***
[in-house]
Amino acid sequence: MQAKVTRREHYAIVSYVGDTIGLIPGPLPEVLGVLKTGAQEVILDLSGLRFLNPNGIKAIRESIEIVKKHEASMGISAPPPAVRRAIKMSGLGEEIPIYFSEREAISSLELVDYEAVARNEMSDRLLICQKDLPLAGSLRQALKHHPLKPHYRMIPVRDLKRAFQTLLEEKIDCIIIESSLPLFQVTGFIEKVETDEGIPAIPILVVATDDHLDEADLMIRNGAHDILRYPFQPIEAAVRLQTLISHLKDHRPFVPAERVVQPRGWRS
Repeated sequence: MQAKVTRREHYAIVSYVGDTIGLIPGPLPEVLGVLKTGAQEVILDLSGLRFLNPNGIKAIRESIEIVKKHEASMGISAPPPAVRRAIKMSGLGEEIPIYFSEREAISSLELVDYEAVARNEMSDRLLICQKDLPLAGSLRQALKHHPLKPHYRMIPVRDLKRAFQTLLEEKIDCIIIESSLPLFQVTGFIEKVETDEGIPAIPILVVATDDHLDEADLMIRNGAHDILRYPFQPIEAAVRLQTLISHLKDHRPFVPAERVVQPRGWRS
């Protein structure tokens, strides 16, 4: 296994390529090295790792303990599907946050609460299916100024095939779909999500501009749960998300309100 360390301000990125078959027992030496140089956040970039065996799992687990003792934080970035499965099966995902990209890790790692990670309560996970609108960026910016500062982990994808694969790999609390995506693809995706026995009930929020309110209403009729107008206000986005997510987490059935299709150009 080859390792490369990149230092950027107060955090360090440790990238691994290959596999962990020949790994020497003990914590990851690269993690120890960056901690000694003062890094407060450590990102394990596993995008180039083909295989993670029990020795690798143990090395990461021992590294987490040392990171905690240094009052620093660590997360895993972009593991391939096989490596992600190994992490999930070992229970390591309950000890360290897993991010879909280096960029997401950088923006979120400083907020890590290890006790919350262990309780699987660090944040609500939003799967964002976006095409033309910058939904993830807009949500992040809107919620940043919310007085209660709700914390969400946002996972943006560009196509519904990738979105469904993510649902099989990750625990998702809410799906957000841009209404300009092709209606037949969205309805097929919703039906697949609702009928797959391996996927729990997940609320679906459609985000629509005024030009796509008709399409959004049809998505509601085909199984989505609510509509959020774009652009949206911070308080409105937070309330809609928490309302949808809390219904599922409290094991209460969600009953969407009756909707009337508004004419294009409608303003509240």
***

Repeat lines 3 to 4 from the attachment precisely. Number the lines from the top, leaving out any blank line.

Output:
Repeated sequence: MQAKVTRREHYAIVSYVGDTIGLIPGPLPEVLGVLKTGAQEVILDLSGLRFLNPNGIKAIRESIEIVKKHEASMGISAPPPAVRRAIKMSGLGEEIPIYFSEREAISSLELVDYEAVARNEMSDRLLICQKDLPLAGSLRQALKHHPLKPHYRMIPVRDLKRAFQTLLEEKIDCIIIESSLPLFQVTGFIEKVETDEGIPAIPILVVATDDHLDEADLMIRNGAHDILRYPFQPIEAAVRLQTLISHLKDHRPFVPAERVVQPRGWRS
């Protein structure tokens, strides 16, 4: 296994390529090295790792303990599907946050609460299916100024095939779909999500501009749960998300309100 360390301000990125078959027992030496140089956040970039065996799992687990003792934080970035499965099966995902990209890790790692990670309560996970609108960026910016500062982990994808694969790999609390995506693809995706026995009930929020309110209403009729107008206000986005997510987490059935299709150009 080859390792490369990149230092950027107060955090360090440790990238691994290959596999962990020949790994020497003990914590990851690269993690120890960056901690000694003062890094407060450590990102394990596993995008180039083909295989993670029990020795690798143990090395990461021992590294987490040392990171905690240094009052620093660590997360895993972009593991391939096989490596992600190994992490999930070992229970390591309950000890360290897993991010879909280096960029997401950088923006979120400083907020890590290890006790919350262990309780699987660090944040609500939003799967964002976006095409033309910058939904993830807009949500992040809107919620940043919310007085209660709700914390969400946002996972943006560009196509519904990738979105469904993510649902099989990750625990998702809410799906957000841009209404300009092709209606037949969205309805097929919703039906697949609702009928797959391996996927729990997940609320679906459609985000629509005024030009796509008709399409959004049809998505509601085909199984989505609510509509959020774009652009949206911070308080409105937070309330809609928490309302949808809390219904599922409290094991209460969600009953969407009756909707009337508004004419294009409608303003509240």